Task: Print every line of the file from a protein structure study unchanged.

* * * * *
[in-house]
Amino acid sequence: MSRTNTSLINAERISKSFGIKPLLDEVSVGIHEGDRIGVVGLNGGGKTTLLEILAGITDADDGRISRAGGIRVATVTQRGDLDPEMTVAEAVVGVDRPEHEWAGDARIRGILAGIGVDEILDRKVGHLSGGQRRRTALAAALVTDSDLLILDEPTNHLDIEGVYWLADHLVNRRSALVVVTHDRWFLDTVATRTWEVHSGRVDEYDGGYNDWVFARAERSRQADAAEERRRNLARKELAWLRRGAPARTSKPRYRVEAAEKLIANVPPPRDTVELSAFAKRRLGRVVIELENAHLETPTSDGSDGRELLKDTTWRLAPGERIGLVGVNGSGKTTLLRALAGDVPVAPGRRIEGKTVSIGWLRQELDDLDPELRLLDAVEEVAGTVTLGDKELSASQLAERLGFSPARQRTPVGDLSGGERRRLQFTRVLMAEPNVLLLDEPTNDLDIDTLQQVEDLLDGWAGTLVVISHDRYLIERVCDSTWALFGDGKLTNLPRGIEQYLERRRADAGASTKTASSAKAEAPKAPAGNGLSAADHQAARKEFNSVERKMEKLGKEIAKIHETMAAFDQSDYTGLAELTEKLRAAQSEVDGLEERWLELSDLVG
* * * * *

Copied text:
[in-house]
Amino acid sequence: MSRTNTSLINAERISKSFGIKPLLDEVSVGIHEGDRIGVVGLNGGGKTTLLEILAGITDADDGRISRAGGIRVATVTQRGDLDPEMTVAEAVVGVDRPEHEWAGDARIRGILAGIGVDEILDRKVGHLSGGQRRRTALAAALVTDSDLLILDEPTNHLDIEGVYWLADHLVNRRSALVVVTHDRWFLDTVATRTWEVHSGRVDEYDGGYNDWVFARAERSRQADAAEERRRNLARKELAWLRRGAPARTSKPRYRVEAAEKLIANVPPPRDTVELSAFAKRRLGRVVIELENAHLETPTSDGSDGRELLKDTTWRLAPGERIGLVGVNGSGKTTLLRALAGDVPVAPGRRIEGKTVSIGWLRQELDDLDPELRLLDAVEEVAGTVTLGDKELSASQLAERLGFSPARQRTPVGDLSGGERRRLQFTRVLMAEPNVLLLDEPTNDLDIDTLQQVEDLLDGWAGTLVVISHDRYLIERVCDSTWALFGDGKLTNLPRGIEQYLERRRADAGASTKTASSAKAEAPKAPAGNGLSAADHQAARKEFNSVERKMEKLGKEIAKIHETMAAFDQSDYTGLAELTEKLRAAQSEVDGLEERWLELSDLVG